Turkey Time

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Published on: Feb. 15, 2013

use effectively, that’s all you need,” said Brant, who is also a volunteer Missouri Hunter Education instructor.

CDs and tapes are available on how to make seductive turkey sounds, and these days, the Internet offers many free sites that teach turkey calling.

A compass in your pocket is handy for preventing getting lost. Many hunters carry snacks and water. Insect repellant is invaluable if the weather warms and mosquitos and ticks become active.

Gear such as life-like turkey decoys and camouflage ground blinds, which conceal hunters and resemble small tents, sometimes help bag a turkey and sometimes they do not. Enjoy them if you wish but do not consider them an essential requirement if cost is a concern. They add to your carry load and make it more difficult to move in response to gobbling or to explore the woods for a fresh setup location. Many veteran hunters prefer to travel light, move when they feel like it, and let stealth and careful calling bag the bird.

Don’t forget to bring some type of blaze orange bag or strap to carry your turkey out of the woods, which helps keep you safe. Some hunters put a blaze orange sash on the tree where they set up to warn other hunters of their presence.

First Hunts

Hannah Rogers of rural Warrensburg hunted turkeys as a youth with her father in St. Clair County. A few years ago, they hunted together again and she bagged a nice tom. Now, the mother of four young children is back into the sport and planning how she will introduce her own family to the tradition.

“A big thing for kids is learning how to be quiet in the woods,” Rogers said. “One of the biggest things we do all the time is to walk out in the woods and watch for animals or pick up interesting leaves.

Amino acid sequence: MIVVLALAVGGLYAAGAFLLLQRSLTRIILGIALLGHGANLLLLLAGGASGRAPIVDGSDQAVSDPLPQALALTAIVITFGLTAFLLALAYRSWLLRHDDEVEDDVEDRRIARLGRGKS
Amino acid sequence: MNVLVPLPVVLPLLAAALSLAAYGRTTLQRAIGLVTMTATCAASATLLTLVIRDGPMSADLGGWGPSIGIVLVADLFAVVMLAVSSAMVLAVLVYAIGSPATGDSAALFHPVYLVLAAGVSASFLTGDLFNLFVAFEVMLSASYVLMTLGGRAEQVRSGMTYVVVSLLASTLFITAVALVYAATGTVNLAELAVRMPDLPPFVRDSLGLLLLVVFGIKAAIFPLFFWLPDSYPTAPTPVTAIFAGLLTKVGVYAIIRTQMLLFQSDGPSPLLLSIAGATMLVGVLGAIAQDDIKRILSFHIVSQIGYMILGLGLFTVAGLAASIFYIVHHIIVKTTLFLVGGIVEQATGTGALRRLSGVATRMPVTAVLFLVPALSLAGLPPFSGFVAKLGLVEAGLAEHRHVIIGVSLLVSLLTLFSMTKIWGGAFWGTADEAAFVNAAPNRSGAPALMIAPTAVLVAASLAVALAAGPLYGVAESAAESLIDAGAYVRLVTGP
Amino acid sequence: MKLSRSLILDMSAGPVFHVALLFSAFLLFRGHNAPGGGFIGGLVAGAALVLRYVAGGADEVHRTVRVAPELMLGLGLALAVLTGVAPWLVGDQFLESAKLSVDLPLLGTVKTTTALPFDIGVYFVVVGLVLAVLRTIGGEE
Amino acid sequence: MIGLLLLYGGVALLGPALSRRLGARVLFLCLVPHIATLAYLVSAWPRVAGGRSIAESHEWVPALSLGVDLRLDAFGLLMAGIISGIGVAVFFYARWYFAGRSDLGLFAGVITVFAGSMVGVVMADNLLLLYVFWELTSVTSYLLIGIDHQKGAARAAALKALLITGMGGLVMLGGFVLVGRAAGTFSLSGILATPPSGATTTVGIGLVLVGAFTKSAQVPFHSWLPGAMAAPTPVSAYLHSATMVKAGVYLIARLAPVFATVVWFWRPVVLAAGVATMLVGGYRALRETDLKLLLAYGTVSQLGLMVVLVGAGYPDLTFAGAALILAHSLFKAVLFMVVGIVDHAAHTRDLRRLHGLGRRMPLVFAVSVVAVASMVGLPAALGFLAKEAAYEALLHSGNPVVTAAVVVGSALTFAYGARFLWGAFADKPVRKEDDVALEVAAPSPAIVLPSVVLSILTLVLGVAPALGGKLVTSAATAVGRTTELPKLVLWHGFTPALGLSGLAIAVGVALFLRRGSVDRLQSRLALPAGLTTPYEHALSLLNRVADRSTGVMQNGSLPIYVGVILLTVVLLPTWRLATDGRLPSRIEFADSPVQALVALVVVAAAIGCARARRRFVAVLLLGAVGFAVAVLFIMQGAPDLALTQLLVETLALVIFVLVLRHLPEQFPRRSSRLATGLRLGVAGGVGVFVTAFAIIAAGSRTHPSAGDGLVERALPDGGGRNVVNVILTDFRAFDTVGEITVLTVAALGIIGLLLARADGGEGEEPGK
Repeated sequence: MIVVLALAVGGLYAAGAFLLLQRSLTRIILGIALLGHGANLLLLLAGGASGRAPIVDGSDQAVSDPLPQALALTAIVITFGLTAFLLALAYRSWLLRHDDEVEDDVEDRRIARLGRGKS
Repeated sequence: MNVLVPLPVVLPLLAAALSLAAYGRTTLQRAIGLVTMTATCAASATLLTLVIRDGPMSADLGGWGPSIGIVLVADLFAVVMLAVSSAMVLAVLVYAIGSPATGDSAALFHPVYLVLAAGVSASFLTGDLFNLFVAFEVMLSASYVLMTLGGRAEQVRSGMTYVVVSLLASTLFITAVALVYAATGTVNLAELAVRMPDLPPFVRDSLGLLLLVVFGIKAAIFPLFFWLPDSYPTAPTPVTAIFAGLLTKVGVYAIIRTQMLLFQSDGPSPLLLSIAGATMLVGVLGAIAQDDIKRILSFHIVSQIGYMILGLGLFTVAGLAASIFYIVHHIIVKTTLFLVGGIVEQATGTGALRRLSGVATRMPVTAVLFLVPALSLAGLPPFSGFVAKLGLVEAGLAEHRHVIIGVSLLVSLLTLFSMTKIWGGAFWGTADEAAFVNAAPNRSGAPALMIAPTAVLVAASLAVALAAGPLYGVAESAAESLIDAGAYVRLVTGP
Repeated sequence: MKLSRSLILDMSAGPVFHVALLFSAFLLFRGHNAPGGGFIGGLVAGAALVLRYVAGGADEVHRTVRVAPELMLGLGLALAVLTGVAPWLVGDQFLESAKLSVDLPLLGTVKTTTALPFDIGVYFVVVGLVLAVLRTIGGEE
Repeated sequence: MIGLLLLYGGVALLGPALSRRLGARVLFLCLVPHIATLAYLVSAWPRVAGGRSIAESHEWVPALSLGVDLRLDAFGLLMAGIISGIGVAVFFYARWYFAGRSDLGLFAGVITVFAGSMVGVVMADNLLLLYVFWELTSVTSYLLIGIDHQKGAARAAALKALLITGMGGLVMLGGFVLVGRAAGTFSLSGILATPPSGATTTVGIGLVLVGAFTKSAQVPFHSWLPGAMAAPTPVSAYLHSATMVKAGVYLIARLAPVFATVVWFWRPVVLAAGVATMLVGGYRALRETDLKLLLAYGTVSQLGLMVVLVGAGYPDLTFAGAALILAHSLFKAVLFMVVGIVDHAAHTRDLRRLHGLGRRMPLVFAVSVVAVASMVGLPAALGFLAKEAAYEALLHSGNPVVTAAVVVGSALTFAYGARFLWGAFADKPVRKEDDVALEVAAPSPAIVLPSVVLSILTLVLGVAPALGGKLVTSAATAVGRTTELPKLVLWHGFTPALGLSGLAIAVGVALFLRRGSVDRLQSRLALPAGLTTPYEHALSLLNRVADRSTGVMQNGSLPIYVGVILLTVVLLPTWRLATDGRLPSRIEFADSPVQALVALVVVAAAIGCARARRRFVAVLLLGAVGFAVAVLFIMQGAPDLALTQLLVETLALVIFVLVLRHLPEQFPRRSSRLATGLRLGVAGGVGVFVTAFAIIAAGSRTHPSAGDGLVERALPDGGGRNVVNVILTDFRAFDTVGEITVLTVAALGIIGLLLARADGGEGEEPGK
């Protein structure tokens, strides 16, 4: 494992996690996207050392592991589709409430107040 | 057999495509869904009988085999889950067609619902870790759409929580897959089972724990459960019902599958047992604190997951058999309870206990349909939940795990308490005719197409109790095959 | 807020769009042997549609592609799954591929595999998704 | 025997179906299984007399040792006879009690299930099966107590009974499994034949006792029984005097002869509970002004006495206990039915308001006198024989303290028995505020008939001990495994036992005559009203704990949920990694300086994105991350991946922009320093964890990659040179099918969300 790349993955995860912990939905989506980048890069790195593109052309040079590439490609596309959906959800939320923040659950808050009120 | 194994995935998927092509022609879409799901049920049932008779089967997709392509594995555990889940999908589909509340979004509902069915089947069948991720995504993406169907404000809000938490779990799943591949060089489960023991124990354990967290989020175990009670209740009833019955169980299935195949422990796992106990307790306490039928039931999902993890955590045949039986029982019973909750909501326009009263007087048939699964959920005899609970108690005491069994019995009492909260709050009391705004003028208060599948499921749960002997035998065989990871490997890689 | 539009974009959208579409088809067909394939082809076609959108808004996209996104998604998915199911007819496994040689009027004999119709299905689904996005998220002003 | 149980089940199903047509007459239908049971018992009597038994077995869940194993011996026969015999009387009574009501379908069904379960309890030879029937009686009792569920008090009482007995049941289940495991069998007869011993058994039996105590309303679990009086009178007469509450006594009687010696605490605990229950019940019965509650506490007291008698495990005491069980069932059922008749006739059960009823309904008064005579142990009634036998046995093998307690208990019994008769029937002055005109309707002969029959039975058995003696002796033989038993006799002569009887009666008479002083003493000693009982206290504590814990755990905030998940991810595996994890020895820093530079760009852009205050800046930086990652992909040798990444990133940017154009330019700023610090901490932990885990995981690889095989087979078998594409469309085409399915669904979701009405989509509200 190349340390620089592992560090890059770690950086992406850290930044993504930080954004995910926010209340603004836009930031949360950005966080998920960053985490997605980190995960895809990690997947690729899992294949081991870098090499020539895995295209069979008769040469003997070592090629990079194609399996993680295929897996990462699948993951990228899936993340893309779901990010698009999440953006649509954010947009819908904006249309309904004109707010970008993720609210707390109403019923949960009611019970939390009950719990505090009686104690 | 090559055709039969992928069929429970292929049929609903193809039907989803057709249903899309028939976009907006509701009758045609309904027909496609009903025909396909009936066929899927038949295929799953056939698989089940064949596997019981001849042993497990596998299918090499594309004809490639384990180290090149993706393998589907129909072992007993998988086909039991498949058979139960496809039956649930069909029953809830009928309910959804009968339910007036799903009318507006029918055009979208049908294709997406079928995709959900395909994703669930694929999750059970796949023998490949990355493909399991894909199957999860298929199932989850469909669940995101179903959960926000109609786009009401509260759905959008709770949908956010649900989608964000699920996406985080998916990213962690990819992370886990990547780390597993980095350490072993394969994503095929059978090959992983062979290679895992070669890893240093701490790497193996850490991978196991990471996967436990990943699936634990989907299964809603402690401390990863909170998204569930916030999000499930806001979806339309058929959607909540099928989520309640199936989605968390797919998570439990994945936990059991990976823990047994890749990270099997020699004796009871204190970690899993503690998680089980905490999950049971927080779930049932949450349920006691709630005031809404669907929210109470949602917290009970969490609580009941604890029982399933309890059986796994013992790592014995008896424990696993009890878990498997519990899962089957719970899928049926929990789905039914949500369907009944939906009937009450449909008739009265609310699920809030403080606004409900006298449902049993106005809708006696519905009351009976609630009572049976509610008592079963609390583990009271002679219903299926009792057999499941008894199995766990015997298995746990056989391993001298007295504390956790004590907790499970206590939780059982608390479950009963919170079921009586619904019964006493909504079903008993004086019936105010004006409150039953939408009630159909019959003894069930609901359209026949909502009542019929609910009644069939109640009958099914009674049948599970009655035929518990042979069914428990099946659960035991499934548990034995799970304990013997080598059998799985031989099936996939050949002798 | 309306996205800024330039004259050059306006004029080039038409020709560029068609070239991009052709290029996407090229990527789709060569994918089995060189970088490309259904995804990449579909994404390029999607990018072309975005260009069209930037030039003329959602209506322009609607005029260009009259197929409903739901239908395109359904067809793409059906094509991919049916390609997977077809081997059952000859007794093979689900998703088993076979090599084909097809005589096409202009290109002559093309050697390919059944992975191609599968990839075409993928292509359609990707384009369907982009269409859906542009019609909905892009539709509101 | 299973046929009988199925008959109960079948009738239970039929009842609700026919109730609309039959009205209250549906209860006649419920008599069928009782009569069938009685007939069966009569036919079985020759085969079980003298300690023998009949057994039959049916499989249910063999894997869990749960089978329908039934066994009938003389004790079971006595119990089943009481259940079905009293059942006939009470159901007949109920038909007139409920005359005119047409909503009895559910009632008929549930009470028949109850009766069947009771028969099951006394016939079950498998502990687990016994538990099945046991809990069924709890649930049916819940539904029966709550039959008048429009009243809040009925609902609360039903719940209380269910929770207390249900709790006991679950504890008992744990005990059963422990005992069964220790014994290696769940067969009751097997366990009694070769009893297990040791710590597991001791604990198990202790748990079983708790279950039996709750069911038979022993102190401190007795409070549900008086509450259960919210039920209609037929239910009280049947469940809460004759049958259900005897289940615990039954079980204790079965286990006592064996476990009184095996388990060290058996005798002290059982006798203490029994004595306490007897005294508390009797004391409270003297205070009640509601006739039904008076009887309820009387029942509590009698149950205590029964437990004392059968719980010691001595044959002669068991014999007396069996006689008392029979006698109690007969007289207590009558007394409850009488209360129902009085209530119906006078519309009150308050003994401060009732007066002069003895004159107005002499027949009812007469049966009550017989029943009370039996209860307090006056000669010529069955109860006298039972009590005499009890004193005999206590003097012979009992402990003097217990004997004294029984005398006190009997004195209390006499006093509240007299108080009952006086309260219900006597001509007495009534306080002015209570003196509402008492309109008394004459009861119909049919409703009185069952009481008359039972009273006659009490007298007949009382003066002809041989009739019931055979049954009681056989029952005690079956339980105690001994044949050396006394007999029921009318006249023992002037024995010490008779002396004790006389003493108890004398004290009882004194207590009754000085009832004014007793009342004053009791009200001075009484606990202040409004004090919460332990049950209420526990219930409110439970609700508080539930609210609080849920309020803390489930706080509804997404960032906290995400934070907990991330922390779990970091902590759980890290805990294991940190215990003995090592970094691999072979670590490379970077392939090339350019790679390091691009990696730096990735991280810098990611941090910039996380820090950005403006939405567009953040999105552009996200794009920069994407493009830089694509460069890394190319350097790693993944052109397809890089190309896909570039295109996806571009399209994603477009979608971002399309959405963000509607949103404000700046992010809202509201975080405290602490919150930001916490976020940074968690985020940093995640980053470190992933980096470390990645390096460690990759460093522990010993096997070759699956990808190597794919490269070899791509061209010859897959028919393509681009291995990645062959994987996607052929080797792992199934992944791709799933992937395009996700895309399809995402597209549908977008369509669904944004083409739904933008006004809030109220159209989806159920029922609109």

”Those hikes help kids learn about the woods but also about quiet movement, skills that translate to turkey hunting for all ages. Wild turkeys possess excellent eyesight and hearing. They won’t grow into adult birds without using their senses to avoid dangers from woodland predators.

Movement and sound puts turkeys on alert. Many a turkey has spied a hunter turning their head, scratching an itch, or reaching for a box call. The usual result is a turkey quietly slipping back away without the hunter knowing the quarry was near.

But for Rogers on her last successful hunt, simple tactics worked. She and her father heard turkeys and saw some fly down into a field. They moved to a good spot. She sat still against a tree. Her father hid behind a tree and made the turkey hen sounds of yelps, clucks, and purrs. A tom came in within close range and she shot it.

“I was so excited to get back into turkey hunting and get a bird,” Rogers said.

Now, for her children, the next step is teaching them gun and hunting safety. She is also a Missouri Hunter Education volunteer instructor, a Protection Division volunteer, and a college student.

“One of the biggest things with kids is gun safety,” Rogers said. “Maybe I’m a protective mom, but when it comes to gun safety, I don’t think you can be overprotective.

”For information about Missouri’s hunter education and safety programs, go to A hunter education course certificate is required for anyone hunting alone who was born after 1966.

Brandon Pope, a Department education specialist in Kansas City, stepped into the woods for his first turkey hunt last spring. Pope bought some basic camouflage apparel — pants, a long shirt with big pockets, and a cap with an attached face mask — for about $100. He practiced hen yelps with a box call, and he fired test patterns with a borrowed shotgun at a Department shooting range.

Then a sunrise found him seated on a ridge with his back against an oak tree.

“When we sat down, I heard a barred owl call,” Pope said, “and we saw other animals moving around like squirrels and songbirds. You could hear the river gurgling. Just hearing nature all around us was the good part.”

A hen turkey flew down off the wooded ridge where he sat and began feeding within sight in a crop field. Then another hen flew down and marched away into woods. Finally…well, no, a gobbler did not appear. The toms were all gobbling and strutting on the other side of the valley.

Regardless, “I had a good taste of turkey hunting,” Pope said. “I want to go again and I’m ready to bag a bird. But that’s just the culmination. Turkey hunting is a lot more than just shooting a gun.”

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